Posts Tagged ‘jazz cafe’

Live Review | Calypso Rose at London Jazz Cafe, November 14

Posted on November 21st, 2016 in Live by .

calypsorose-colm-moore

Garth Cartwright attends a rare London performance from the Queen of Calypso at the Jazz Cafe  (Photo by Colm Moore)

Calypso Rose has been an infrequent visitor to British shores over several decades, tending to often  play Notting Hill Carnival-related events. Her profile has risen dramatically in 2016 with the release of her superb new album Far From Home, it being produced by Ivan Duran alongside Manu Chao (and released via his French record label). Rose is one of the wellsprings of contemporary Caribbean music yet often overlooked in recent decades so its great to see a veteran like her winning a wider audience.

Born McArtha Linda Sandy-Lewis on the Caribbean island of Tobago in 1940, Rose wrote her first calypso aged 15 and turned professional in 1964. Her witty, outspoken songs have made her a much celebrated – and sometimes controversial – performer at home and tonight she proved age had not mellowed her, ribald innuendo and belly ‘dancing’ occurring over the performance. Age has taken its toll in other ways – Rose’s voice is often croaky and she finds performing tiring, taking a break midway through the 80-minute set. Her bassist is a mainstay of the Trinidadian scene but the rest of the band are French and, in true French world music tradition, tend to favour a thumping funk rock that is shorn of musical subtlety. That said, Calypso Rose overcame the band’s shortcomings to charm, tease and sing such classics as ‘Do Dem Back’, ‘Fire in Me Wire’ and ‘Black Israel’. On a bleak autumn night she ignited the heat of Carnival in London’s Jazz Cafe.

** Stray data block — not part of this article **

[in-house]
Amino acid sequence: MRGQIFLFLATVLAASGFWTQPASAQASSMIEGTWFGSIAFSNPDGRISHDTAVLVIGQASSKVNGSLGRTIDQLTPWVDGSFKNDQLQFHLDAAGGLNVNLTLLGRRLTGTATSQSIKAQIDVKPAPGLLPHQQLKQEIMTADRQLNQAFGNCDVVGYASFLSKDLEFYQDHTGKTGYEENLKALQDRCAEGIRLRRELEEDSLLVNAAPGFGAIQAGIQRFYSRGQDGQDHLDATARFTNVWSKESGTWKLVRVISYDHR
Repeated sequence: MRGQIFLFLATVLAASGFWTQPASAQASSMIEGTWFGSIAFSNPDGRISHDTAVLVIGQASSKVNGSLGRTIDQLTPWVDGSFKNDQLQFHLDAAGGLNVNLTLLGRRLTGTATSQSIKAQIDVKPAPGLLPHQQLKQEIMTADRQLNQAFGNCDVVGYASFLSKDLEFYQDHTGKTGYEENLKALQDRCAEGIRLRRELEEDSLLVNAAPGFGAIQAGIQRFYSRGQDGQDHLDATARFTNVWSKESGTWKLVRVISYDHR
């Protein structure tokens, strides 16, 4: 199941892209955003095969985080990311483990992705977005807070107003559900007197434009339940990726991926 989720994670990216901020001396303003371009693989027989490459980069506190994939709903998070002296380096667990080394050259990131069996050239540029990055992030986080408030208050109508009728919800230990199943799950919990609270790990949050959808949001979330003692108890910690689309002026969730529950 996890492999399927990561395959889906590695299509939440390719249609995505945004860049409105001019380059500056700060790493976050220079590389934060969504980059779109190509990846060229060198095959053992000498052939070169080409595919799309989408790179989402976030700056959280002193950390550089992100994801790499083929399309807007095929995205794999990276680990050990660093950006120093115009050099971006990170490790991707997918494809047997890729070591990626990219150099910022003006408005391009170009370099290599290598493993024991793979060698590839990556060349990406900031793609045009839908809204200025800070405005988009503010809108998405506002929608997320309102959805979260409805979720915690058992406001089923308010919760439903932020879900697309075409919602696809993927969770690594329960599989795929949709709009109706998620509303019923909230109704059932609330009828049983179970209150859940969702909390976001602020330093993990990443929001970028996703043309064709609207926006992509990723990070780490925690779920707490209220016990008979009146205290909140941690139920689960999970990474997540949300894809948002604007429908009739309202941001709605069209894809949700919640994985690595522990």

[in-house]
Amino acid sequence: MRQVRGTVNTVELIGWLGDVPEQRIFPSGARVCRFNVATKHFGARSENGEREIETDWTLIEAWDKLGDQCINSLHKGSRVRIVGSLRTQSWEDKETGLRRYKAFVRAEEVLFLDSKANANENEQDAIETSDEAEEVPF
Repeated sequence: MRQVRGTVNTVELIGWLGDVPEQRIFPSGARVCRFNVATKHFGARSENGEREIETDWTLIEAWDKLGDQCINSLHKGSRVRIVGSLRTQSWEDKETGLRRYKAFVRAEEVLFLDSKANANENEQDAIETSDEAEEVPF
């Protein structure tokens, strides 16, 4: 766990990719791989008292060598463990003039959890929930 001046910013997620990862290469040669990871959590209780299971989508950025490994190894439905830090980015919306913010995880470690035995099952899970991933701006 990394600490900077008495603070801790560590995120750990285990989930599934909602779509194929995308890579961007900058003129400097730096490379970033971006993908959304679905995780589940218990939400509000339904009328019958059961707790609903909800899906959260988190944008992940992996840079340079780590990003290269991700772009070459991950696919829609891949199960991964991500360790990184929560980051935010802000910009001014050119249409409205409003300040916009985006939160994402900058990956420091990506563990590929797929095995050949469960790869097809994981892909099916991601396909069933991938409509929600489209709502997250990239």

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Live Review | Ed Motta at the London Jazz Cafe, November 3

Posted on November 8th, 2016 in Live, Recent posts, Reviews by .

Ed Motta

Ed Motta has been a familiar face to many for over two decades now, and on the basis of this superb performance there seems little evidence that he’ll be fading away anytime soon

Motta performed to a packed and highly attentive audience at London’s Jazz Café for nearly two hours and was a consummate showman throughout. It was the first chance for many fans to see some of the tracks from his new album Perpetual Gateways performed live, and his band – sourced from in and around Europe – were exemplary, considered and possessed a great group dynamic.

The performance opened with ‘Captain’s Refusal’, a track inspired by Alfred Hitchcock’s classic detective thriller Sabotage: a delicately conceived piece that both carried a compelling narrative while grooving majestically. Indeed, his own ability as a storyteller really stood out as he took time to elaborate on the tales behind each tune as the evening progressed.